Ben Horowitz, cofounder and partner of famed venture capital firm Andreessen Horowitz, delivered the commencement address at his alma mater Columbia University last month and offered up some pretty unconventional career advice. The gist: don’t follow your passion.
If you poll a thousand people who are successful, they’ll all say that they love what they do. And so the broad conclusion of the world is that if you do what you love, then you’ll be successful. That might be true. But it also might be the case that if you’re successful, you love what you do. So which one is it?
Horowitz broke down a few reasons why blindly following your passion in hopes of finding success and fulfillment can be inadvisable:
Passions are hard to prioritize. Are you more passionate about math, or engineering? Are you more passionate about history, or literature? Are you more passionate about video games, or K-Pop? On the other hand, what are you good at? That’s a much easier thing to figure out.
Passions change. What you’re passionate about at 21 is not necessarily what you’re going to be passionate about at 40.
You’re not necessarily good at your passion. Has anybody ever watched American Idol? Just because you love singing doesn’t mean you should be a professional singer.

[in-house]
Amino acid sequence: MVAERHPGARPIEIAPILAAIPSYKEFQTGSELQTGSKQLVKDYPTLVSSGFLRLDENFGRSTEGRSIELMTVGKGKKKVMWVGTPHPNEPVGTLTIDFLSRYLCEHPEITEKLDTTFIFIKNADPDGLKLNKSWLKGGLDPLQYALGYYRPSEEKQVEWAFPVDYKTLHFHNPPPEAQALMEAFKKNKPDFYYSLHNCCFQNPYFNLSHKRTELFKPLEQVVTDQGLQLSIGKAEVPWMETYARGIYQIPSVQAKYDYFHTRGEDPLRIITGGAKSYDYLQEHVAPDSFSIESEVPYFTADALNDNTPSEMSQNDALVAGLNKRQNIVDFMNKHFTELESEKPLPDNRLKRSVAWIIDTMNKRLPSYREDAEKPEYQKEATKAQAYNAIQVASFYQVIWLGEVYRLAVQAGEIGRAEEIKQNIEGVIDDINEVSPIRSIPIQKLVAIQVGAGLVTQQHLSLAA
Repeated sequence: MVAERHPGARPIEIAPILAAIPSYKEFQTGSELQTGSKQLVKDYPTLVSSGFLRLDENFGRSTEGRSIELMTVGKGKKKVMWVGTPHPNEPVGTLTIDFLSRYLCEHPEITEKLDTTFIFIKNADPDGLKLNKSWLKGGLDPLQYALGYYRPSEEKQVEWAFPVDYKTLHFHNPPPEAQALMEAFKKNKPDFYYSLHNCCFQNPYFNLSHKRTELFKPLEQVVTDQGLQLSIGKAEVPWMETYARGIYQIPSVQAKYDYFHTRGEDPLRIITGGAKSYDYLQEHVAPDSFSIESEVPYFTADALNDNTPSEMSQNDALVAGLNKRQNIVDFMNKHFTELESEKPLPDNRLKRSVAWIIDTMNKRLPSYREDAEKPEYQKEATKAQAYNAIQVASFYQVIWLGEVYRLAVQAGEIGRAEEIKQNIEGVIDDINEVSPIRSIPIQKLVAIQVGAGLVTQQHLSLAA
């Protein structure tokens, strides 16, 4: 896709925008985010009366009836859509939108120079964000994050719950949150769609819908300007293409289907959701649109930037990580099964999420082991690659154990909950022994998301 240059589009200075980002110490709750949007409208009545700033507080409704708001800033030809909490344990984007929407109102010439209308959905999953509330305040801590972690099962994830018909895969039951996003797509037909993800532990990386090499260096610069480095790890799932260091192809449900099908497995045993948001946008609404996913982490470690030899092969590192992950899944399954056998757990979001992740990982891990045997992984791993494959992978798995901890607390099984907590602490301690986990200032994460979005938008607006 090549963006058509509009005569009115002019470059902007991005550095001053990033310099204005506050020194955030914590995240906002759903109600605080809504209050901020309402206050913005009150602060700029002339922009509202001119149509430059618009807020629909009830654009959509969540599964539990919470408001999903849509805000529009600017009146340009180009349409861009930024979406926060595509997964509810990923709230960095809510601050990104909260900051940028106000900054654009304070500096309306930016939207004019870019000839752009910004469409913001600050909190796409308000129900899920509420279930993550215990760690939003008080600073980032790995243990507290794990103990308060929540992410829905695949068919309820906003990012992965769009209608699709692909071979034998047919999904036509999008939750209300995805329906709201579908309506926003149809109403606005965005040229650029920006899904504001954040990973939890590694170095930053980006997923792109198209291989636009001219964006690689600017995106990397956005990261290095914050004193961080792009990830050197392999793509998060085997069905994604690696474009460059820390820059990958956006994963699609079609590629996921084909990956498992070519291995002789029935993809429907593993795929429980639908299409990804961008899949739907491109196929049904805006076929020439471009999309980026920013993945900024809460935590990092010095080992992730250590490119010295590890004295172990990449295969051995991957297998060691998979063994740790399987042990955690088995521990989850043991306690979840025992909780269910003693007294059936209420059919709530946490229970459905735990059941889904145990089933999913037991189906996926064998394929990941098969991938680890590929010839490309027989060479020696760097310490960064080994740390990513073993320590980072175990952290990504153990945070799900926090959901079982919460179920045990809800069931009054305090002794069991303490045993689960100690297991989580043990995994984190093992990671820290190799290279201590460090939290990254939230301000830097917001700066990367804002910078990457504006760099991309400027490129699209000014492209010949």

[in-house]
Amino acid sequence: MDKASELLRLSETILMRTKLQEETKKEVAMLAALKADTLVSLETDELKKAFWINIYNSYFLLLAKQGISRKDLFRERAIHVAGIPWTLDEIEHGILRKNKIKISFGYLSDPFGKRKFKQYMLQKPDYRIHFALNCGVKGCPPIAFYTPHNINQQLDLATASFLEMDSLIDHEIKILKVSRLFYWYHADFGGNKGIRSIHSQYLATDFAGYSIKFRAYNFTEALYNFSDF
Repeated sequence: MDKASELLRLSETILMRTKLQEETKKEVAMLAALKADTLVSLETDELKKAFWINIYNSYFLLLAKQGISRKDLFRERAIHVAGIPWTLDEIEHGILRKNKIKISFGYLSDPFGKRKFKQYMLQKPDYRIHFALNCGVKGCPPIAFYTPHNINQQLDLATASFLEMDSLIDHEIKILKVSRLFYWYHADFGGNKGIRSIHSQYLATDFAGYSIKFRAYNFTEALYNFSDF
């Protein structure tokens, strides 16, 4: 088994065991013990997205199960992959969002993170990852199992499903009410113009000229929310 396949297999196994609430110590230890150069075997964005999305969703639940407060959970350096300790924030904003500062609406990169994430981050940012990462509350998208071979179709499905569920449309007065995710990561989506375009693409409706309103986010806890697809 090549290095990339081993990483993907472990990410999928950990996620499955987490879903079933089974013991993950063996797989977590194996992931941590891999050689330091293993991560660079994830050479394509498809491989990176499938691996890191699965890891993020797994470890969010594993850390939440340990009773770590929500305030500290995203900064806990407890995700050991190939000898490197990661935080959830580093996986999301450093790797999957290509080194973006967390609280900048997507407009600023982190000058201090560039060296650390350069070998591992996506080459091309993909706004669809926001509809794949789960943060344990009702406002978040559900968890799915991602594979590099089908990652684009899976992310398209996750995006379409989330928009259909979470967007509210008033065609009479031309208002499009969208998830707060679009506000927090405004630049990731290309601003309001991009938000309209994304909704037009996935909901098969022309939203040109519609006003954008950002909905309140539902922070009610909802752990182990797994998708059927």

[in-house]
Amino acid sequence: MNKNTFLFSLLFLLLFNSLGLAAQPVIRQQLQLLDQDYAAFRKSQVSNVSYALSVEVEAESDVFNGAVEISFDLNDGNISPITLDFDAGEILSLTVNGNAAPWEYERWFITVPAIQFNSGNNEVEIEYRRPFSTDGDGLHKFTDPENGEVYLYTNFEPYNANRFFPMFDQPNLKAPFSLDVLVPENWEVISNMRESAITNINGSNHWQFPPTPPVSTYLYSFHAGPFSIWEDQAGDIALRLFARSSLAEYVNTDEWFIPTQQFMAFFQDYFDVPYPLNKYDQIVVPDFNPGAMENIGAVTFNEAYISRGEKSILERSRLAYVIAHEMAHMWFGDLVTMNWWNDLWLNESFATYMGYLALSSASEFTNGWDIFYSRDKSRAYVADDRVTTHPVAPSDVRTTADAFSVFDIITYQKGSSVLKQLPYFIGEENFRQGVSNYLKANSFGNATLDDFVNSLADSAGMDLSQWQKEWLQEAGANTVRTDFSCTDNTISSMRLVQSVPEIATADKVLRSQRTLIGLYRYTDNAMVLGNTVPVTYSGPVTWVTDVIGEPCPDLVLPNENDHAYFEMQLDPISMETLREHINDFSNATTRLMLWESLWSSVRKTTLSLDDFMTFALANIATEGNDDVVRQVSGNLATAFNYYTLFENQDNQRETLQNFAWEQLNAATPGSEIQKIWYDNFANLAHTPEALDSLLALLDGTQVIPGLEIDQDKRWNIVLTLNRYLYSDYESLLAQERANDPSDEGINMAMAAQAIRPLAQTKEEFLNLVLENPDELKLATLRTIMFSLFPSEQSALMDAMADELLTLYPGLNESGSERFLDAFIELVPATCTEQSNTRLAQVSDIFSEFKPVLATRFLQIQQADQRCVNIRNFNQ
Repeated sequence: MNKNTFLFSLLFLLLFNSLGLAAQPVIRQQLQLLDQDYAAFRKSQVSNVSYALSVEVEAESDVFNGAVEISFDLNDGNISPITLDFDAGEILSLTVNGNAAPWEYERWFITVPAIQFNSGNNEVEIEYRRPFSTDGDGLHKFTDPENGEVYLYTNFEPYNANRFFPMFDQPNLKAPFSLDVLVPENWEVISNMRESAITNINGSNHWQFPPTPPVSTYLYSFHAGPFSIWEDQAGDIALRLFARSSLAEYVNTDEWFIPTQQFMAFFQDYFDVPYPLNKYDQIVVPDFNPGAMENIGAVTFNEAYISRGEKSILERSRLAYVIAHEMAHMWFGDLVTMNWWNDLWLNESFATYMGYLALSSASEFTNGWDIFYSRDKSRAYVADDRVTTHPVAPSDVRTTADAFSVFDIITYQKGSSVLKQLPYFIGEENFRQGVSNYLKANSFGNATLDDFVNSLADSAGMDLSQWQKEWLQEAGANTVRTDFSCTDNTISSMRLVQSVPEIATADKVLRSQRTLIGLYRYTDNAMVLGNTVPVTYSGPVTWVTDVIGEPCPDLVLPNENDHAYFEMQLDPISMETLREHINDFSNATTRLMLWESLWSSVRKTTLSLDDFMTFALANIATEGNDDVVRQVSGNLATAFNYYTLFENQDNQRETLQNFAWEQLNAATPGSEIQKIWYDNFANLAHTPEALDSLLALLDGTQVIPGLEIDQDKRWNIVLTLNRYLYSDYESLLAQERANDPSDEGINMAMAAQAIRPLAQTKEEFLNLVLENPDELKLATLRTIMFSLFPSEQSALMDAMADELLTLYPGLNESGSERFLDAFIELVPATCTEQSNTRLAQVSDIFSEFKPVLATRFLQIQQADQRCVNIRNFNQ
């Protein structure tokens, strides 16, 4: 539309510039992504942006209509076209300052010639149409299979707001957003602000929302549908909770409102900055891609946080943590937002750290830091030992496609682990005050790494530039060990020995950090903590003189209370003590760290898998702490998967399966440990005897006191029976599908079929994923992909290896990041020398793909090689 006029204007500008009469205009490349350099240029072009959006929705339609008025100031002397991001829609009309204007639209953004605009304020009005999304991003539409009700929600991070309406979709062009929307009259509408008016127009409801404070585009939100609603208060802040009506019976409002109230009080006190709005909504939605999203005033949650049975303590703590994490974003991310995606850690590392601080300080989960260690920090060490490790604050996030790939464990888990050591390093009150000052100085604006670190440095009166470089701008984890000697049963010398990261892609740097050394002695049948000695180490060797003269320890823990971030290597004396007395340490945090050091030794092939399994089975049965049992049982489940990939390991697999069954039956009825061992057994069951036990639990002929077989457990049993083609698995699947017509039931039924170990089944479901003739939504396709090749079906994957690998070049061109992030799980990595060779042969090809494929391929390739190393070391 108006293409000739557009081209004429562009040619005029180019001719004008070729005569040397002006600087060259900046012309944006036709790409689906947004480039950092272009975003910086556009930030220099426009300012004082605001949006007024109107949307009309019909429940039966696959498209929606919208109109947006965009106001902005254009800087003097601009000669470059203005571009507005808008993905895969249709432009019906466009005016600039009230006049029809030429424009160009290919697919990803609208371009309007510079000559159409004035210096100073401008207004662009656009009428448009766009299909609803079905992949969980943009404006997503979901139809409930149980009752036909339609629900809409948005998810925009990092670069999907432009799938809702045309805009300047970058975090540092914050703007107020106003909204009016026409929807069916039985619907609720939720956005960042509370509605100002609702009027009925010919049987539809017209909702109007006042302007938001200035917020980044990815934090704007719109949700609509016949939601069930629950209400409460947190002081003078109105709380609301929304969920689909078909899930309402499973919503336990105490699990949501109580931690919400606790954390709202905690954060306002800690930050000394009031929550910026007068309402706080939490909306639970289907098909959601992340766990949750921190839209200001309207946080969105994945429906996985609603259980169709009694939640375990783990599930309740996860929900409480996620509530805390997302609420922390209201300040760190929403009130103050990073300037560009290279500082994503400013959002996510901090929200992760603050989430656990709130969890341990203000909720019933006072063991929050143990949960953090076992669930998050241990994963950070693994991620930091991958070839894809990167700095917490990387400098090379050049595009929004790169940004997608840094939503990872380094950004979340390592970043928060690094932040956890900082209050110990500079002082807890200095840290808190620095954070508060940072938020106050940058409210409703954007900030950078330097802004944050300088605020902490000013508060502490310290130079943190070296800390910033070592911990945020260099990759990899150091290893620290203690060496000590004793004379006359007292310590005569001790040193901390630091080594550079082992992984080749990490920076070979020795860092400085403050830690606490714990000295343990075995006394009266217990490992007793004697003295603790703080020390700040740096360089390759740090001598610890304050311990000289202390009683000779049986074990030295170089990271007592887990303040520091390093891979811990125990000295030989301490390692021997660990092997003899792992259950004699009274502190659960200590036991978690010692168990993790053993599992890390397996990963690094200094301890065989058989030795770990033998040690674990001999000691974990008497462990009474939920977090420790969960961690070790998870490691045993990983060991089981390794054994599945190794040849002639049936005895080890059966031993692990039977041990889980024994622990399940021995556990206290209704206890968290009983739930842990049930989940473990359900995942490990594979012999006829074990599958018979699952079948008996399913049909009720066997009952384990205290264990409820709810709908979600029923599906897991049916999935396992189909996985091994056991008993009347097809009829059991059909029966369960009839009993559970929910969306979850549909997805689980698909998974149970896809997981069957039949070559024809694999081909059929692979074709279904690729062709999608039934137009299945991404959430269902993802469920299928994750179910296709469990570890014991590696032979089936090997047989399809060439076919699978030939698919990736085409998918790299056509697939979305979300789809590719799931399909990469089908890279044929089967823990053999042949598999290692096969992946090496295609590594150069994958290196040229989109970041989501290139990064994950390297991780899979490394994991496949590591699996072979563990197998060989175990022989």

Following your passion is a very me-centered view of the world. What you take out of the world over time, be it money, cars, stuff, accolades, is much less important than what you put into the world.
And so my recommendation would be, follow your contribution; find the thing that you’re great at. Put that into the world. Contribute to others. Help the world be better. That is the thing to follow.
His advice is a variation on the classic Venn diagram for business success, which aims to identify what business idea satisfies the following three requirements: what you’re good at, what you love, and what there’s market demand for. Passion is just one third of that equation. Honing in on what you feel fired up about is important in internally searching for a career path that will sustain you financially and intellectually, yes; but it shouldn’t override factors like what you’re the most talented at and what there’s a need for in the world.
You know that saying “If you love what you do, you’ll never work a day in your life”? Here’s the thing: what makes you love what you do isn’t just a deep-seated passion for the work. It’s also a certainty that what you’re doing is making an impact and is a positive contribution to the planet.